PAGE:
Professor Robert Owen (1921-2018)
OBE, MB.BS., FRCS, M.Ch.(Orth), DL
Bob Owen was a farmer’s son, born in Chwilog in the Lleyn peninsula, North Wales and a monoglot Welsh speaker until the age of eight. From local Primary and Grammar schools he studied Medicine at Guy’s Hospital in London, followed by three years in the Royal Air Force, where he met Meg, his wife. They had two children and five grandchildren.
Following orthopaedic training, latterly in Liverpool, in which he was outstanding and included an ABC Fellowship, he was appointed Consultant Orthopaedic Surgeon at The Robert Jones and Agnes Hunt Orthopaedic Hospital, Oswestry and North Wales Hospitals at Rhyl and Abergele. He gave sterling service to these institutions, including the introduction of the Charnley arthroplasty, complete with ‘greenhouse enclosure’ to the first centre (Abergele) outside Wrightington. This came about through his friendship with Charnley in the late 1960s. He taught him the operation and recognised that Bob had the skills and commitment to develop hip arthroplasty in North Wales.
He much enjoyed his time in Rhyl and Abergele and it was with some reluctance that in mid-career he moved to Liverpool as Professor at The Royal Liverpool Hospital and Alder Hey Children’s Hospital. He served these hospitals with distinction, concentrating his clinical practice in children’s work at the latter but maintaining a general practice, including hip and knee arthroplasty at RLH. He was also an enthusiastic supporter and contributer to the Liverpool MCh(Orth) course.
He was an outstanding orthopaedic surgeon. Aside from his clinical and operative skills, which included complex spinal surgery, he had the wellbeing of patients and colleagues at heart. An example of his concern for patients was as the driving force behind the establishment of houses for the relatives of those undergoing hospital treatment. At Broadgreen Hospital in Liverpool is the rightly-named Robert Owen House.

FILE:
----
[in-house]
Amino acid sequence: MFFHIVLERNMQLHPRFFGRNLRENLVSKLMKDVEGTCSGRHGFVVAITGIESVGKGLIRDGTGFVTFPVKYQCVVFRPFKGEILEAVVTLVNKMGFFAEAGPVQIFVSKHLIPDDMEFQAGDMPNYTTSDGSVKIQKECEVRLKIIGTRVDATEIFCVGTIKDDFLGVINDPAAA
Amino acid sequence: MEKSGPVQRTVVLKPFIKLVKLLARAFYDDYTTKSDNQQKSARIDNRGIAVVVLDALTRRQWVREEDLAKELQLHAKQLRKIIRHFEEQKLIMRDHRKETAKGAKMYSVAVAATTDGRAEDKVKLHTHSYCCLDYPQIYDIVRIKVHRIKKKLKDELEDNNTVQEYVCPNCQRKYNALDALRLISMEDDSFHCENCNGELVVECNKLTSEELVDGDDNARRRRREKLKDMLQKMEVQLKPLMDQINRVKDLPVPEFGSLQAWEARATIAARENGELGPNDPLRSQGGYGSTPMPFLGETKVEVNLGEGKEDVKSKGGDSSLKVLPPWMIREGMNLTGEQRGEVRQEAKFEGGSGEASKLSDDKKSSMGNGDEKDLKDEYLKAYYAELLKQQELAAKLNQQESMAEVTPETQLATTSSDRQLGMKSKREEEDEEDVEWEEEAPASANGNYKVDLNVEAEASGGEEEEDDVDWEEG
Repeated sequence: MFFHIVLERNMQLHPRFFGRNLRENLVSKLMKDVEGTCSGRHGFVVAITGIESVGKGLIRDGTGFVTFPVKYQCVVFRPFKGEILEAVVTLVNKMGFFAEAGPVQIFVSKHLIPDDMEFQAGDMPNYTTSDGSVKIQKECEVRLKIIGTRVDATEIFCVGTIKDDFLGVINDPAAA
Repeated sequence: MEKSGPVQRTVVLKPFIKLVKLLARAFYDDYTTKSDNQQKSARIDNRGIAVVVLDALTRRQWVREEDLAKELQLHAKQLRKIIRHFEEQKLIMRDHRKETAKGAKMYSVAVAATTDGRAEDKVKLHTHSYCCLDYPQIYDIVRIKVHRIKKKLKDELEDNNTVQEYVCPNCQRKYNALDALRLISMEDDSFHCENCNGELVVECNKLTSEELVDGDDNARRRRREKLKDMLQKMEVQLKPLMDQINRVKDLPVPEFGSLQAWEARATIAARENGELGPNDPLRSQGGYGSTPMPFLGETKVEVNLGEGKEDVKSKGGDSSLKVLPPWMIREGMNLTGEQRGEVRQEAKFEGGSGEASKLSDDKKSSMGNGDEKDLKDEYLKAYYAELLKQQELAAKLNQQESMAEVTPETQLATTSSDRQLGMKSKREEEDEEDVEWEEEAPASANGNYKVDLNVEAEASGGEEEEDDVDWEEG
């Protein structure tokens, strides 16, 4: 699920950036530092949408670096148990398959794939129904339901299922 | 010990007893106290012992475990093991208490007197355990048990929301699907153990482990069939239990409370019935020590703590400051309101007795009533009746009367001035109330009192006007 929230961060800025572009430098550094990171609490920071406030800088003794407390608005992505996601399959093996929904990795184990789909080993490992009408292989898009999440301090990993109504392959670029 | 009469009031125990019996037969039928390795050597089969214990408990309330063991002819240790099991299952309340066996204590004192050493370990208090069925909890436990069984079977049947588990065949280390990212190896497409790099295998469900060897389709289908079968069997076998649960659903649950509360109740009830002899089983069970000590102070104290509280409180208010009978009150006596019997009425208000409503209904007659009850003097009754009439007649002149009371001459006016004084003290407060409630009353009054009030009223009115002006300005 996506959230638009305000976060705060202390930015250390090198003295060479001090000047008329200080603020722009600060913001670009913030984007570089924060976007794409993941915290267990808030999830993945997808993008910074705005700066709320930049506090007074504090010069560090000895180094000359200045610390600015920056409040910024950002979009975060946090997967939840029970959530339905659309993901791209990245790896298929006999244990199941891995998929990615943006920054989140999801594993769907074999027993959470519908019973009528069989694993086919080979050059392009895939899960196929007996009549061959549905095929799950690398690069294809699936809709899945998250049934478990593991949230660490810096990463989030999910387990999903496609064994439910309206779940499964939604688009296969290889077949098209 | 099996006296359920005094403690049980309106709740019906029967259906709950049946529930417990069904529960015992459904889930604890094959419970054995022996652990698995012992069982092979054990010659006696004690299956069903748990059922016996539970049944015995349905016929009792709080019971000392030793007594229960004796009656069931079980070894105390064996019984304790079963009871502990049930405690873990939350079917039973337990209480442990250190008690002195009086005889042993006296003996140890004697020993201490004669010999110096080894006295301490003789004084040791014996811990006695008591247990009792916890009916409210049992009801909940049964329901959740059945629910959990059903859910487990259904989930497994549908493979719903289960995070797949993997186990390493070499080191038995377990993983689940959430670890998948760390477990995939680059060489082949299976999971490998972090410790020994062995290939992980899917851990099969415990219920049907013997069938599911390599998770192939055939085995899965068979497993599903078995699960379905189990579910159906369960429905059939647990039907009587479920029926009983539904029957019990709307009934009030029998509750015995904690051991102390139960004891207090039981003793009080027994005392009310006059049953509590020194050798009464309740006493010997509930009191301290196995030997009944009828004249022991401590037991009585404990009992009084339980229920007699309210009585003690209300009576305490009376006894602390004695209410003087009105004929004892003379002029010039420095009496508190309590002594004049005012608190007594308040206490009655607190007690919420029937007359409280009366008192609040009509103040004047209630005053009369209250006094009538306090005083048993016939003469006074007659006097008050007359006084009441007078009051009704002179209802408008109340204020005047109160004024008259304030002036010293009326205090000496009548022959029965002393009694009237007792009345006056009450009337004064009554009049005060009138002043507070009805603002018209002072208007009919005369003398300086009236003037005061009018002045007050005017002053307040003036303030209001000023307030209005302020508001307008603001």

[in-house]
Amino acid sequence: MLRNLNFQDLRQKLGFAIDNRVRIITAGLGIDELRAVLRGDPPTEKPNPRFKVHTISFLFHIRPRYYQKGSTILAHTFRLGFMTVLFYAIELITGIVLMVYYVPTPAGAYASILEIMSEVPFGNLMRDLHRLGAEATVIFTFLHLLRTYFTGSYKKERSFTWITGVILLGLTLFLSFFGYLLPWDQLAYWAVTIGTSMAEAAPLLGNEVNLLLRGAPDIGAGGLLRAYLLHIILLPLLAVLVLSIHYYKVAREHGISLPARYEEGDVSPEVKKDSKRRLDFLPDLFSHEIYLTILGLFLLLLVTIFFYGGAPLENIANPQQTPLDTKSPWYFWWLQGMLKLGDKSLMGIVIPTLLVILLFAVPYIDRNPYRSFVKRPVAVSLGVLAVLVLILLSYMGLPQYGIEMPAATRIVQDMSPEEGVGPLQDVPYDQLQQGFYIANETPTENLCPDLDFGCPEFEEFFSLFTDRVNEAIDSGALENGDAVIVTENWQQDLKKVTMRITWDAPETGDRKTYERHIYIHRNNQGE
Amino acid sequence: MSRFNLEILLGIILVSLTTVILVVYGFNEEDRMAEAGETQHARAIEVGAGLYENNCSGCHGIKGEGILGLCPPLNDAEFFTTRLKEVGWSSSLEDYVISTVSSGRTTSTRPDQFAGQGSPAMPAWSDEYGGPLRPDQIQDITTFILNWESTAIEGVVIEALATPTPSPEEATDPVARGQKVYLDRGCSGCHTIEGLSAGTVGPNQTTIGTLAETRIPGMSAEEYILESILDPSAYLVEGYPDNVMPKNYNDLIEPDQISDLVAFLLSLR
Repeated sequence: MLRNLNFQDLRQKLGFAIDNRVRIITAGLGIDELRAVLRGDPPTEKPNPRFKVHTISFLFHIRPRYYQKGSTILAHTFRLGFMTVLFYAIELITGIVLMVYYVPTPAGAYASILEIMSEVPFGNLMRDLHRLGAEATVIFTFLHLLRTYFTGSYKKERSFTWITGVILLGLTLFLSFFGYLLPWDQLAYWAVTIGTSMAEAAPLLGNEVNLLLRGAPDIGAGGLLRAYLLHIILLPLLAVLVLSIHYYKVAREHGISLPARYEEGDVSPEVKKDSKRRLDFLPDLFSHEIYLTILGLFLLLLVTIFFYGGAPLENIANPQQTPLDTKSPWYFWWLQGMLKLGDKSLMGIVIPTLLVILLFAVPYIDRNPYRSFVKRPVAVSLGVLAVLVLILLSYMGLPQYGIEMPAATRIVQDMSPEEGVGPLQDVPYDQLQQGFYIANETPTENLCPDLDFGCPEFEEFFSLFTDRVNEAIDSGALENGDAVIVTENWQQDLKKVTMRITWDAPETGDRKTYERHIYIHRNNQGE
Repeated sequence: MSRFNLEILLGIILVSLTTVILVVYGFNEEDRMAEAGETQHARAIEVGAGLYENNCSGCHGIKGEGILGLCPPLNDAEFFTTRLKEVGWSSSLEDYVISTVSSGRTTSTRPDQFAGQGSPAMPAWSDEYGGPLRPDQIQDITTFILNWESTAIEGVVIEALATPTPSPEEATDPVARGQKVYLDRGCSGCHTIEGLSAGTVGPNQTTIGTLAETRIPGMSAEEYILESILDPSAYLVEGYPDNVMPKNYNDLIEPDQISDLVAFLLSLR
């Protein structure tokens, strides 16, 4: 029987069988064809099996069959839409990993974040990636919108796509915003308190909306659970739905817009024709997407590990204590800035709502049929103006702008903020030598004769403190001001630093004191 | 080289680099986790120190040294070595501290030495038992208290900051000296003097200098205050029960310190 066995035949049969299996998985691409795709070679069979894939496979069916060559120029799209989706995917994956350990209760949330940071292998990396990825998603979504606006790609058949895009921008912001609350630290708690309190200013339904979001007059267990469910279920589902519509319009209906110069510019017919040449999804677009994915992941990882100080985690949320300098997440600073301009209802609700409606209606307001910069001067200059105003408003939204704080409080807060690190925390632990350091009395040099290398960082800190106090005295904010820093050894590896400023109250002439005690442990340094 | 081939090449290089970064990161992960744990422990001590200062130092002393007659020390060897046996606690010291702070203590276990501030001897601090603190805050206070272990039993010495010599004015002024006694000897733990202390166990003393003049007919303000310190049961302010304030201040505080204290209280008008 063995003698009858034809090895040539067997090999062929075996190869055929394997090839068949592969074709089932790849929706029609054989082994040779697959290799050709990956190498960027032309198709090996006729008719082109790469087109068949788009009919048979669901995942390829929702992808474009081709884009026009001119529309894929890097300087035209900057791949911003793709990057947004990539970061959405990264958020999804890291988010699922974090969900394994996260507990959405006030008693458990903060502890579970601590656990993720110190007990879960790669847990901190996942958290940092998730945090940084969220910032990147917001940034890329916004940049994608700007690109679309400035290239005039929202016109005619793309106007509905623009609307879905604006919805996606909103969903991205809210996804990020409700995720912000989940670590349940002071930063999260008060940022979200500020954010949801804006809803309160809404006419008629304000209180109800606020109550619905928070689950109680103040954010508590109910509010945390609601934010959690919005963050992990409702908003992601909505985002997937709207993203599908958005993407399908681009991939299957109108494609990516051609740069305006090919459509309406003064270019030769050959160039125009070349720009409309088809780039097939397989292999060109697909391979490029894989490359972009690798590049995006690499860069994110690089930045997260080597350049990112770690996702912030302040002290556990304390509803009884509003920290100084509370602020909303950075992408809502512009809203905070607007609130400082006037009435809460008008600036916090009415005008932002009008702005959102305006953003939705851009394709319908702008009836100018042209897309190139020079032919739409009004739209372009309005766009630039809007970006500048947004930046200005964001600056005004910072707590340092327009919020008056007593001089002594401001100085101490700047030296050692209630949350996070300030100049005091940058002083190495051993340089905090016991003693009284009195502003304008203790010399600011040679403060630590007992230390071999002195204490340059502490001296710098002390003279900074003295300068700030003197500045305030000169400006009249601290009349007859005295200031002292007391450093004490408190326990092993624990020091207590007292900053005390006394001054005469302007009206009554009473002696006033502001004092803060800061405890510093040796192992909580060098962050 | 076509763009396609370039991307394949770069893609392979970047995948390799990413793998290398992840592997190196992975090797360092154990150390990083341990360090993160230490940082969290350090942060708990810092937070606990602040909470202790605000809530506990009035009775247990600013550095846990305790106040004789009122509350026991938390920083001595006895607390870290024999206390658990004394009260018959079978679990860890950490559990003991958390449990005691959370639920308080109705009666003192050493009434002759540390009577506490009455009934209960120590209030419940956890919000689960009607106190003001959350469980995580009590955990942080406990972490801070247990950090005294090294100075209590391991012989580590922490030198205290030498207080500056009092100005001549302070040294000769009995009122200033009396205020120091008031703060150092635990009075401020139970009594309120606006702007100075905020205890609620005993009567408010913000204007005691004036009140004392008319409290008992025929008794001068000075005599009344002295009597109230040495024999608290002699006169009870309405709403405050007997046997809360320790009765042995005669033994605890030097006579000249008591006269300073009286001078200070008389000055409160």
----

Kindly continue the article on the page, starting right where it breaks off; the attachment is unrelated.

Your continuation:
In relation to colleagues and friends, he was best described as ‘inclusive’. Apart from training and mentoring many young orthopaedic surgeons from around the world, the value of the whole surgical team was recognised through activities such an annual walk in Snowdonia, to which all members of the surgical team and their families were invited. Bob had open house invitations worldwide and over the years there were many reciprocal visits between him and his flock. As for his friends, they will always remember the golfing, hill-walking and dining occasions (‘Bob’s Lunches’) which he organised.
He was the author or co-author of 140 scientific papers, co-editor of two notable text-books, an autobiography and author of chapters, editorials and reviews. He was a Board member of The Journal of Bone and Joint Surgery and his eponymous lectures included the Robert Jones and Bradshaw lectureships.
He was an elected member of Council of The Royal College of Surgeons and Founder-Chairman of its Welsh Board, Vice-President of the British Orthopaedic Association and President of the British Scoliosis Society and British Cervical Spine Society. He was particularly proud to be a founder-member and second President of The Welsh Orthopaedic Society.
Through World Orthopaedic Concern and personal relationships he gave outstanding service to many developing countries worldwide through ‘hands-on’, representational and teaching visits, including The Lipmann Kessel Travelling Professorship.
In Wales, he was Trustee or Adviser to several charitable organisations helping disabled or ill children, Deputy Lieutenant for Clwyd, Medical Ombudsman for Wales and Member of the Gorsedd of Bards and Honourable Society of The Cymmrodorian. He was a staunch supporter and Past-President of The History of Medicine Society of Wales.
In 1990 he was appointed OBE for services to medicine.
If one adds to all that his family and friends, travel, shooting, fishing, hill-walking and golf (after a fashion; his swing, to say the least ,was optimistic), one can see how rich and fulfilling a life he had.
He was blessed with a long and active retirement, during which he was enthusiastic and indefatiguable in plans for further adventures, convivial occasions and keeping actively in touch with the many organisations he served.
If one could summarise his life, the words ‘Welsh’, ‘Orthopaedic’ and ‘Society’ spring to mind. There was no stronger supporter of his Welsh heritage, he was an outstanding contributer to orthopaedic surgery and he espoused ‘society’ in its broadest sense, which included family, friends and colleagues.
Mr Neil Price
Mr Owain Ennis
Mr Rhodri L. Williams
Miss Louisa Banks
Louisa Banks - Hand & Wrist - Glan Clwyd
Stuart Roy - Sports - Royal Glamorgan
Peter Lewis - Hip & Knee - Royal Glamorgan
Stefan Bajada - Knee & Sports Shoulder - Hywel Dda
Madhu Raghavendra - Lower Limb Arthroplasty - Glan Clwyd